(The Philippine Star)
DELHI – India clarified yesterday it was not launching joint patrols with the US in the South China Sea.
The clarification came in the wake of India’s expressing its displeasure at Washington’s announcement of sale of F-16 aircraft to India’s long-time regional rival Pakistan.
The clarification was also issued after the US and the Association of Southeast Asian Nations (ASEAN) voiced concern over China’s militarization of the South China Sea.
“We have denied it. There are no joint patrols,” said Anil Wadhwa, secretary for the East of India’s Ministry of External Affairs at the start of the Delhi Dialogue VIII forum here.
The event theme is “ASEAN-India Relations: A New Paradigm.”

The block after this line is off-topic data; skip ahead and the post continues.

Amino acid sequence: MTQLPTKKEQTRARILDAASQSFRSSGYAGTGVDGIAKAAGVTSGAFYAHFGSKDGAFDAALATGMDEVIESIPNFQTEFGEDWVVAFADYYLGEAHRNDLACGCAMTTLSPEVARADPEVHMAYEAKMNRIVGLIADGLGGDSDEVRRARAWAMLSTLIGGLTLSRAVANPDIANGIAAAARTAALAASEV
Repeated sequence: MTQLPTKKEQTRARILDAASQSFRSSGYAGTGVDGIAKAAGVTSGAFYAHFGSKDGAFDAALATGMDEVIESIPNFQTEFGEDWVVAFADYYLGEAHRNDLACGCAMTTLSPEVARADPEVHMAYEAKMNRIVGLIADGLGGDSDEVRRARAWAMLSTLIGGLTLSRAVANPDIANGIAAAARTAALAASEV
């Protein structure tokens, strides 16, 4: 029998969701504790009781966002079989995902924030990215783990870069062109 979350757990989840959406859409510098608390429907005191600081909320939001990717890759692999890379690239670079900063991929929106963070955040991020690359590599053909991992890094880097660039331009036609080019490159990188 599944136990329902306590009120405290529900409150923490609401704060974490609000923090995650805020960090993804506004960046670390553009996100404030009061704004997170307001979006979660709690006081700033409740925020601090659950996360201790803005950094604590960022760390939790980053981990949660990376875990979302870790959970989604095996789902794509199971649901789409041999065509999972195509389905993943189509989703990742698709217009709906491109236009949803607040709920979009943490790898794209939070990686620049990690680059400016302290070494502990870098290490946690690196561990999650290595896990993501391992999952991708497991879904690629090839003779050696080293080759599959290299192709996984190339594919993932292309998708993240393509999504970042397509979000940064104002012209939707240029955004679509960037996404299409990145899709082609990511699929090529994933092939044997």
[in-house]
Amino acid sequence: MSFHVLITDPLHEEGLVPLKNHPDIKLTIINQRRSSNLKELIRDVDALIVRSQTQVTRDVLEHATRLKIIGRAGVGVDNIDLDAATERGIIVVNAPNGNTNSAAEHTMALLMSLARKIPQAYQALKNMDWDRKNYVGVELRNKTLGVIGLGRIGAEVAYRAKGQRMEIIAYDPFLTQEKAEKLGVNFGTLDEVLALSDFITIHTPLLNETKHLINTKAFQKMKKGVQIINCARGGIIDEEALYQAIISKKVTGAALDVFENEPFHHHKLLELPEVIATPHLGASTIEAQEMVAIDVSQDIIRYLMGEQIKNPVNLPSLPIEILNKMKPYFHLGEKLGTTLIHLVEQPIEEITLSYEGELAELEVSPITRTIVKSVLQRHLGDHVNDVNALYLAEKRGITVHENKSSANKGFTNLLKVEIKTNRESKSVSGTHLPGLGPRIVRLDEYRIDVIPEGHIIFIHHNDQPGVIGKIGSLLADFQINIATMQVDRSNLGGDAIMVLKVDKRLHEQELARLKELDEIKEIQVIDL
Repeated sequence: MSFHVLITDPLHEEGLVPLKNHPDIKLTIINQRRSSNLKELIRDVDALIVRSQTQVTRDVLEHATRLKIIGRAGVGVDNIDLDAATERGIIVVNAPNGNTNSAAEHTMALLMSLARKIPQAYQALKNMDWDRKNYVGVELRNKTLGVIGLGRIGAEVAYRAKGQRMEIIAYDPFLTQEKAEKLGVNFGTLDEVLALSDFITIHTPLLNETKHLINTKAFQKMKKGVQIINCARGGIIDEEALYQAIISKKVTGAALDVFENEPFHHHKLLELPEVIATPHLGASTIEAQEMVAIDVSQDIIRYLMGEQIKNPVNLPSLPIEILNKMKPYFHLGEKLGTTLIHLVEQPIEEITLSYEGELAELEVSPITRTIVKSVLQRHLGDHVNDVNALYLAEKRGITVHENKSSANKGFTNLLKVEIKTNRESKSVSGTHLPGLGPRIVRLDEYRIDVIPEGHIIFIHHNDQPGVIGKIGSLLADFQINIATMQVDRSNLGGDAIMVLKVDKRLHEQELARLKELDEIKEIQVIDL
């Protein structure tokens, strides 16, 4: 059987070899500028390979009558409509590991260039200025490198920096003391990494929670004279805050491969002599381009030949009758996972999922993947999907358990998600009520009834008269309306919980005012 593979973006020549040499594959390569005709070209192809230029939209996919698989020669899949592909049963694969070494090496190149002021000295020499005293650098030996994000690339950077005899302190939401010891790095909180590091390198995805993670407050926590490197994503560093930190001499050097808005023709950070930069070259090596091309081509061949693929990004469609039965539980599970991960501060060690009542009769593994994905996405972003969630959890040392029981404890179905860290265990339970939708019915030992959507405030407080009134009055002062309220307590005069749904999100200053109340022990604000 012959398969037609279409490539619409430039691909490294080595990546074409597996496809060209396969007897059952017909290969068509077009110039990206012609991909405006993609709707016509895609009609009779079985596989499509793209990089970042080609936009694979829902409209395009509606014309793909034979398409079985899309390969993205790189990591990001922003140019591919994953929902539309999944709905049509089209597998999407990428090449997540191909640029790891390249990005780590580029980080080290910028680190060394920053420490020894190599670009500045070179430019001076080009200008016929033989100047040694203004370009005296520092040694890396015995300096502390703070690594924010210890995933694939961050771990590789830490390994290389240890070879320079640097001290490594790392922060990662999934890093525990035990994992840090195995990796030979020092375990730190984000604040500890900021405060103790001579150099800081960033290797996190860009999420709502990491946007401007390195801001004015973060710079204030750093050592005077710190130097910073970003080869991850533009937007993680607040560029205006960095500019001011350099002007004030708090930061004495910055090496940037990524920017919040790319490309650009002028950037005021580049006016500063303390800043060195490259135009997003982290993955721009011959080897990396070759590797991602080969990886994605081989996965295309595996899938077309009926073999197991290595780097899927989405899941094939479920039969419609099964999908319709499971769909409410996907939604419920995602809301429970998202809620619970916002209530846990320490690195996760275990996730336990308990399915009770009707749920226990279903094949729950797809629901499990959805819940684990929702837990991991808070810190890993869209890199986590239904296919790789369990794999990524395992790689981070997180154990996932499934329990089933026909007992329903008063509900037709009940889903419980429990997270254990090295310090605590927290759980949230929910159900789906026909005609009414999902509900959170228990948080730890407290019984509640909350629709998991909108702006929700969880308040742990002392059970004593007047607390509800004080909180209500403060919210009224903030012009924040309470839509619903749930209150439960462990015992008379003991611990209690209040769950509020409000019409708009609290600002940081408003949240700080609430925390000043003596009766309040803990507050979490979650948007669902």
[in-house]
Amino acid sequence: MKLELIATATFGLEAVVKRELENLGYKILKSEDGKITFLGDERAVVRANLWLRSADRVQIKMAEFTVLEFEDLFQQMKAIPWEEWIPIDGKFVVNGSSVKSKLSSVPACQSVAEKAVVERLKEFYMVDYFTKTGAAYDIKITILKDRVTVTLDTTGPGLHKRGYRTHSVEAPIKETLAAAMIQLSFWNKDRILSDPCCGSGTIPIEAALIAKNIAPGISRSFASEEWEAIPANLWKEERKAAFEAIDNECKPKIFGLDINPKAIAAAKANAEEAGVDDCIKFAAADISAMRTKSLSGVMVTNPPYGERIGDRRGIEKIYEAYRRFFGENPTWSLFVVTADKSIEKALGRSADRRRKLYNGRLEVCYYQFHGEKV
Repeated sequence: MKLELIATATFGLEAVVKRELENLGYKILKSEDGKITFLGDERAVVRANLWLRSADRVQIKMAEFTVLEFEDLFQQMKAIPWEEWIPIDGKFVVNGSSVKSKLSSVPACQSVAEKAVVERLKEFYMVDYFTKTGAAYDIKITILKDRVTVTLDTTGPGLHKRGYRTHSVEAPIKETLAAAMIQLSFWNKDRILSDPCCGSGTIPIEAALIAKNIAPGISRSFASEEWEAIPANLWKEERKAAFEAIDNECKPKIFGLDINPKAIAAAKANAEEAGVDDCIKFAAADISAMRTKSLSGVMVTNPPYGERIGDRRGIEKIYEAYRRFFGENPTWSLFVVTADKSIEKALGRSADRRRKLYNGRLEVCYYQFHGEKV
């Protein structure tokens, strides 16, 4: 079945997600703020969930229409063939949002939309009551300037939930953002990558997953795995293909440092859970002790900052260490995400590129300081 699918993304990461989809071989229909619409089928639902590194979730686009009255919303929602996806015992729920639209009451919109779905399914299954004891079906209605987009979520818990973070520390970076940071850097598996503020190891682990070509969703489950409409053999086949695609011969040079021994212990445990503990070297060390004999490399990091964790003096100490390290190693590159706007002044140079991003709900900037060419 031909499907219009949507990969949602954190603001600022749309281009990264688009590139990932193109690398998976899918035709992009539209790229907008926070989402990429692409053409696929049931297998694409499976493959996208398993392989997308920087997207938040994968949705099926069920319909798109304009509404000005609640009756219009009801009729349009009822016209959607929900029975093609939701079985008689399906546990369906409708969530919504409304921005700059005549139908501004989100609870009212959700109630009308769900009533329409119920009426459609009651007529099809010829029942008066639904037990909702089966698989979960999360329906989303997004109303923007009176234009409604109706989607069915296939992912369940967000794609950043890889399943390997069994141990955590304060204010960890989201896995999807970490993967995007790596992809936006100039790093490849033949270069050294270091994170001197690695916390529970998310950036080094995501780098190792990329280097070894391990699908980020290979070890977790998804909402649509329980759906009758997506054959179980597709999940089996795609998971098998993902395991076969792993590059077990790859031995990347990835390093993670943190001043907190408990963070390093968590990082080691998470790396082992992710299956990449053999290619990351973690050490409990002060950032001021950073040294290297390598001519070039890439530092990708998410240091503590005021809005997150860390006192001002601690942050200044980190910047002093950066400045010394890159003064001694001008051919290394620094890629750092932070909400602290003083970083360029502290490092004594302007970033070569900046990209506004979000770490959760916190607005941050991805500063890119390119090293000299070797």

In a press statement issued by India’s Ministry of External Affairs last Feb. 13, the Indian government expressed dismay over the US move allowing the sale of fighter planes to Pakistan.
“We are disappointed at the decision of the Obama administration to notify the sale of F-16 aircraft to Pakistan,” MEA said in a statement posted on its website. “We disagree with their rationale that such arms transfers help to combat terrorism. The record of the last many years in this regard speaks for itself,” it said.
“The US ambassador will be summoned by the MEA to convey our displeasure,” it added.
This developed as reports from the US-ASEAN summit quoted Southeast Asian leaders as expressing concern over China’s militarization of the South China Sea.
“In their discussions, the leaders expressed collective concern over continued militarization in the South China Sea, which they recognized as a core issue in region,” Presidential Communications Operations Office Secretary Herminio Coloma Jr. said after Monday’s US-ASEAN Summit with President Barack Obama.
Coloma sent notes of the meeting to Manila-based reporters who covered Aquino’s final attendance at the US-ASEAN special summit in Rancho Mirage in California.